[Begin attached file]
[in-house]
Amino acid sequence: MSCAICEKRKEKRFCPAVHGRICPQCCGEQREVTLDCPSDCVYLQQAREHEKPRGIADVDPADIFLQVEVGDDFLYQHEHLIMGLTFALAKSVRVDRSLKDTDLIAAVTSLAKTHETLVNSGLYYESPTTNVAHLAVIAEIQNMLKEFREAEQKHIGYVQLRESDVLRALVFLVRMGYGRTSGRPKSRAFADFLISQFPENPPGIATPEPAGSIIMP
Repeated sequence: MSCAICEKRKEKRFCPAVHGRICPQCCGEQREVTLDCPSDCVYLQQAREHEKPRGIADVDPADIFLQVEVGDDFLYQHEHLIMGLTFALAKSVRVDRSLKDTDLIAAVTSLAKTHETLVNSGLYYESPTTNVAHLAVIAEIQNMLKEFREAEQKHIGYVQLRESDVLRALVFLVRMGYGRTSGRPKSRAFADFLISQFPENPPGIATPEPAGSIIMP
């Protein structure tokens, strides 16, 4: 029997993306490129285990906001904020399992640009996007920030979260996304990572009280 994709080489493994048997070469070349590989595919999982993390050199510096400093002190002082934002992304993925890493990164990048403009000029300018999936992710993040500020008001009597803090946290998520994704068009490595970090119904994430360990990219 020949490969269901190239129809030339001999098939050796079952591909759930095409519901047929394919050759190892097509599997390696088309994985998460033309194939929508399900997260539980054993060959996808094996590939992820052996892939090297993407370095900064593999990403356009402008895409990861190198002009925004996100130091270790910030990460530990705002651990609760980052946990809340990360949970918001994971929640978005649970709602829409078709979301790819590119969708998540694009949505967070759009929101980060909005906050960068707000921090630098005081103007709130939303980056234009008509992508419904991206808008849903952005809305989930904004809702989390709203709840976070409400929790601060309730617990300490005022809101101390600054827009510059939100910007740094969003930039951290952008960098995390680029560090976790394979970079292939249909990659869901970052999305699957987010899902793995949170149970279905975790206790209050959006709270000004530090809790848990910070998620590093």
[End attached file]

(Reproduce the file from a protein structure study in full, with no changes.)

[in-house]
Amino acid sequence: MSCAICEKRKEKRFCPAVHGRICPQCCGEQREVTLDCPSDCVYLQQAREHEKPRGIADVDPADIFLQVEVGDDFLYQHEHLIMGLTFALAKSVRVDRSLKDTDLIAAVTSLAKTHETLVNSGLYYESPTTNVAHLAVIAEIQNMLKEFREAEQKHIGYVQLRESDVLRALVFLVRMGYGRTSGRPKSRAFADFLISQFPENPPGIATPEPAGSIIMP
Repeated sequence: MSCAICEKRKEKRFCPAVHGRICPQCCGEQREVTLDCPSDCVYLQQAREHEKPRGIADVDPADIFLQVEVGDDFLYQHEHLIMGLTFALAKSVRVDRSLKDTDLIAAVTSLAKTHETLVNSGLYYESPTTNVAHLAVIAEIQNMLKEFREAEQKHIGYVQLRESDVLRALVFLVRMGYGRTSGRPKSRAFADFLISQFPENPPGIATPEPAGSIIMP
């Protein structure tokens, strides 16, 4: 029997993306490129285990906001904020399992640009996007920030979260996304990572009280 994709080489493994048997070469070349590989595919999982993390050199510096400093002190002082934002992304993925890493990164990048403009000029300018999936992710993040500020008001009597803090946290998520994704068009490595970090119904994430360990990219 020949490969269901190239129809030339001999098939050796079952591909759930095409519901047929394919050759190892097509599997390696088309994985998460033309194939929508399900997260539980054993060959996808094996590939992820052996892939090297993407370095900064593999990403356009402008895409990861190198002009925004996100130091270790910030990460530990705002651990609760980052946990809340990360949970918001994971929640978005649970709602829409078709979301790819590119969708998540694009949505967070759009929101980060909005906050960068707000921090630098005081103007709130939303980056234009008509992508419904991206808008849903952005809305989930904004809702989390709203709840976070409400929790601060309730617990300490005022809101101390600054827009510059939100910007740094969003930039951290952008960098995390680029560090976790394979970079292939249909990659869901970052999305699957987010899902793995949170149970279905975790206790209050959006709270000004530090809790848990910070998620590093």